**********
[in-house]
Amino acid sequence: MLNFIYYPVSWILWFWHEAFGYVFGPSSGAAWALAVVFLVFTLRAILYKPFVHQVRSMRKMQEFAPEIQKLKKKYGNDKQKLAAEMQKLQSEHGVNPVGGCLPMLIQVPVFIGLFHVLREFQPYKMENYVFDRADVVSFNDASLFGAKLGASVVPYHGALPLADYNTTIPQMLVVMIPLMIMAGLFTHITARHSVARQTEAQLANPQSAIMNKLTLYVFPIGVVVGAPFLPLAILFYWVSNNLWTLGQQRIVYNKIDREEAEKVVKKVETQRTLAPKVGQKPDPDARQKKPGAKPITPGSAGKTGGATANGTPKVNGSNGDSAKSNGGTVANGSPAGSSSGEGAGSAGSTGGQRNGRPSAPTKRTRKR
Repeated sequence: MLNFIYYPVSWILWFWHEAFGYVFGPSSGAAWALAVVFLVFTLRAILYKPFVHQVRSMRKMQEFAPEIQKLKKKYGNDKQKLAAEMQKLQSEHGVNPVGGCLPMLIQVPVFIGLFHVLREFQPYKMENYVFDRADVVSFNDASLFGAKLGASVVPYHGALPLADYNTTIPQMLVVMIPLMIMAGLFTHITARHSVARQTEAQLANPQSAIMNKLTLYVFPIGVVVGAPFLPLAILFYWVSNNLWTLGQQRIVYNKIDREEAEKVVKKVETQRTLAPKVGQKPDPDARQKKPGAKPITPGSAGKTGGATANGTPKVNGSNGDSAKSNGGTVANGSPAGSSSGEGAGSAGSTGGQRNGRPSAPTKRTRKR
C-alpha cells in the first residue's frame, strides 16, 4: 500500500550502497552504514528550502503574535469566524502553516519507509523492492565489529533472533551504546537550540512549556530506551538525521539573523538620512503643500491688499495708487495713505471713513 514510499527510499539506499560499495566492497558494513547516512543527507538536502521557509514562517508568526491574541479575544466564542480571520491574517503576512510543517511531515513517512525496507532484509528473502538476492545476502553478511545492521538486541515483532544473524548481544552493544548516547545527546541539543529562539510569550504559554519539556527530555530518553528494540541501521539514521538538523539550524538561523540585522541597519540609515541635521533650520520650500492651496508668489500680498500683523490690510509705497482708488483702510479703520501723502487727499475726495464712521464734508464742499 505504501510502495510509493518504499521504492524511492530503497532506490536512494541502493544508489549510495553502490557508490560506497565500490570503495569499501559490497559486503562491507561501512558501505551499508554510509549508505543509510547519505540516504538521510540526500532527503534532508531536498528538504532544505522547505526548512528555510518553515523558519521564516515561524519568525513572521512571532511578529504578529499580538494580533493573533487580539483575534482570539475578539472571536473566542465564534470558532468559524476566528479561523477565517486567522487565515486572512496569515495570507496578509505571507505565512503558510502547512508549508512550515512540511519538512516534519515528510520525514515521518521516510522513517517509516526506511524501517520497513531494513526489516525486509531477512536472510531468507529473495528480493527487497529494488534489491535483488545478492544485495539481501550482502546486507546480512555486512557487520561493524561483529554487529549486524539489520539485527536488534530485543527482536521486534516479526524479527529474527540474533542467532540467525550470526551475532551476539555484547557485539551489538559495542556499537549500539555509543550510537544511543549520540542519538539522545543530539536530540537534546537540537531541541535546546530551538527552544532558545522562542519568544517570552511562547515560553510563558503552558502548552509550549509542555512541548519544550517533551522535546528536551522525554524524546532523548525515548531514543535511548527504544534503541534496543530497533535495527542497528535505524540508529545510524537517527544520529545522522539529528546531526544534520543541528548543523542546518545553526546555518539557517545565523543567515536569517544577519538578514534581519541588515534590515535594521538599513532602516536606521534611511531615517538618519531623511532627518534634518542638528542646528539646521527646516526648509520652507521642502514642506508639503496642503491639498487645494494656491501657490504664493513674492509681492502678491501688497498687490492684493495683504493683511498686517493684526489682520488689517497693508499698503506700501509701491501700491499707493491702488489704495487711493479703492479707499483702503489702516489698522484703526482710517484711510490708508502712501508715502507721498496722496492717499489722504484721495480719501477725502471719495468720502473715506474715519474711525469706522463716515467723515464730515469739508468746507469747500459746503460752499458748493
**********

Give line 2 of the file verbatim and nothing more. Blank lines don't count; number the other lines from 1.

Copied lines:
Amino acid sequence: MLNFIYYPVSWILWFWHEAFGYVFGPSSGAAWALAVVFLVFTLRAILYKPFVHQVRSMRKMQEFAPEIQKLKKKYGNDKQKLAAEMQKLQSEHGVNPVGGCLPMLIQVPVFIGLFHVLREFQPYKMENYVFDRADVVSFNDASLFGAKLGASVVPYHGALPLADYNTTIPQMLVVMIPLMIMAGLFTHITARHSVARQTEAQLANPQSAIMNKLTLYVFPIGVVVGAPFLPLAILFYWVSNNLWTLGQQRIVYNKIDREEAEKVVKKVETQRTLAPKVGQKPDPDARQKKPGAKPITPGSAGKTGGATANGTPKVNGSNGDSAKSNGGTVANGSPAGSSSGEGAGSAGSTGGQRNGRPSAPTKRTRKR